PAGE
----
In Summary
  • Undermining sexual and reproductive health services and rights will place more women, infants, children and adolescents at risk.
  • Countless studies have shown that investing in family planning is one of the most cost-effective development interventions with both immediate savings and long-term benefits.

Next week, Nairobi plays host to global leaders, policymakers and influencers to mark the 25th anniversary of the International Conference on Population and Development (ICPD) which, in 1994, established an ambitious programme of action to achieve comprehensive sexual and reproductive health and rights for all.

The Nairobi summit, to be held from Tuesday to Thursday, takes place at a time of critical importance for sexual and reproductive health and rights.

Ideologically driven forces are seeking to roll back hard-won gains; to slash funding for essential services and to remove references to these services and rights from international agreements.

The summit must emphatically restate that sexual and reproductive health are matters of fundamental human rights — and they are critical for women’s, children’s and adolescents’ health.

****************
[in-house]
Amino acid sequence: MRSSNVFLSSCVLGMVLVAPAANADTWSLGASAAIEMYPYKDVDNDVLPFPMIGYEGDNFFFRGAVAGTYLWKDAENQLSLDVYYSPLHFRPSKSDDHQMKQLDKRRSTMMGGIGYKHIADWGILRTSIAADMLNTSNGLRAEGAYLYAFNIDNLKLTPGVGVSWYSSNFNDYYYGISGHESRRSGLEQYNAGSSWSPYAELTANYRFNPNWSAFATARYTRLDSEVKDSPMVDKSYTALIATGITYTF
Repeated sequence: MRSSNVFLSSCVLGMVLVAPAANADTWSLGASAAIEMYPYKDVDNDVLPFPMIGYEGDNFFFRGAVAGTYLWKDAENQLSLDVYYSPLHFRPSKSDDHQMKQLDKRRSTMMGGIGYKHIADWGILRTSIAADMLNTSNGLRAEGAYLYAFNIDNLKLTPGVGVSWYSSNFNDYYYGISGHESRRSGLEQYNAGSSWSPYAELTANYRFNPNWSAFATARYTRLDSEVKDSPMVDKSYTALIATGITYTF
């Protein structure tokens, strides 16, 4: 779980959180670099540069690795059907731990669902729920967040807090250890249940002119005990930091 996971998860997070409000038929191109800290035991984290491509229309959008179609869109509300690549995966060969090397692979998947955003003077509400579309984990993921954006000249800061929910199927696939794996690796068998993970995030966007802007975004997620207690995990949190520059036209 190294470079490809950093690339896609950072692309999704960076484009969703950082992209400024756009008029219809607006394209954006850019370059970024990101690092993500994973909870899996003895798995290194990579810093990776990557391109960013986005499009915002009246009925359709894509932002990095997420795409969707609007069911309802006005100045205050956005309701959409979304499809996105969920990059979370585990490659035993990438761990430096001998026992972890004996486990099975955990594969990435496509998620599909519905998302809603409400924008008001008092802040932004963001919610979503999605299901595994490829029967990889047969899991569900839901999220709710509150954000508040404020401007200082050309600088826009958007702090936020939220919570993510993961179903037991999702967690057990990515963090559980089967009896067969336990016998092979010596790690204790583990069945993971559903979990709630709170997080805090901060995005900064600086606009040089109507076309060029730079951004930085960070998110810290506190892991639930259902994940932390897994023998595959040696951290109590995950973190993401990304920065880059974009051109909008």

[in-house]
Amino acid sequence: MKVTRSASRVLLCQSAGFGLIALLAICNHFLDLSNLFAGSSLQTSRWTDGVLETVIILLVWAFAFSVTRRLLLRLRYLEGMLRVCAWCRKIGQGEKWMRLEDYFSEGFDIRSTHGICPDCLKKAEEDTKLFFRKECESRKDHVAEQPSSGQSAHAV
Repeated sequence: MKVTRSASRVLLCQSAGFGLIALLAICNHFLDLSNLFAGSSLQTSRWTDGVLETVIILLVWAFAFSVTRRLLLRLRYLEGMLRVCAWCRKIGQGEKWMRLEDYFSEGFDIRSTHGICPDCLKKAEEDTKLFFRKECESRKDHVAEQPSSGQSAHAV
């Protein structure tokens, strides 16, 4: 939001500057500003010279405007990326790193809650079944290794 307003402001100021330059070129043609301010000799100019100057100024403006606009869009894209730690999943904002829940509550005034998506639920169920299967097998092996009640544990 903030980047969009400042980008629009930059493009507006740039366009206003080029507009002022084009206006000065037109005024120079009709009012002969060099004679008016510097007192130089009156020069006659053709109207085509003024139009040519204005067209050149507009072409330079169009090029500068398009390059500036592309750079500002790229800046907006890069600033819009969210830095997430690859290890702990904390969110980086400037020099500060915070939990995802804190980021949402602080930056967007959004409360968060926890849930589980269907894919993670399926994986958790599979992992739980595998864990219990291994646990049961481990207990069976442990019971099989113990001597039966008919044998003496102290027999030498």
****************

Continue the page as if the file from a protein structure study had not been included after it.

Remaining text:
At a time when there is growing political momentum in countries to provide affordable, quality health for all — universal health coverage (UHC) — we must ensure that the full panoply of sexual and reproductive health interventions are included in national health plans, with the financial resources to back them up.

We also must direct urgent attention to the ways in which discrimination and stigma prevent the most marginalised groups — including adolescents, migrants, people with disabilities, lesbian, gay, bisexual and transgender persons, minorities and indigenous peoples, among others — from accessing sexual and reproductive health services.

It is fitting that ICPD+25 is being held in the part of the world most vulnerable to the negative effects of cuts to sexual and reproductive health and rights.

Sub-Saharan Africa accounts for two-thirds of the annual maternal deaths (196,000). The rate of stillbirths, often seen as an indicator of the quality of care around the time of birth, is more than eight times that of high-income regions.

Undermining sexual and reproductive health services and rights will place more women, infants, children and adolescents at risk.


Rather than cut back on these, we need to accelerate global efforts to bring them to everyone.

By enshrining them into their national health plans, governments can accelerate progress towards UHC, establish accountability mechanisms for such progress and improve the health and lives of women, children and adolescents.

This is not only good public health; it makes economic sense as well.

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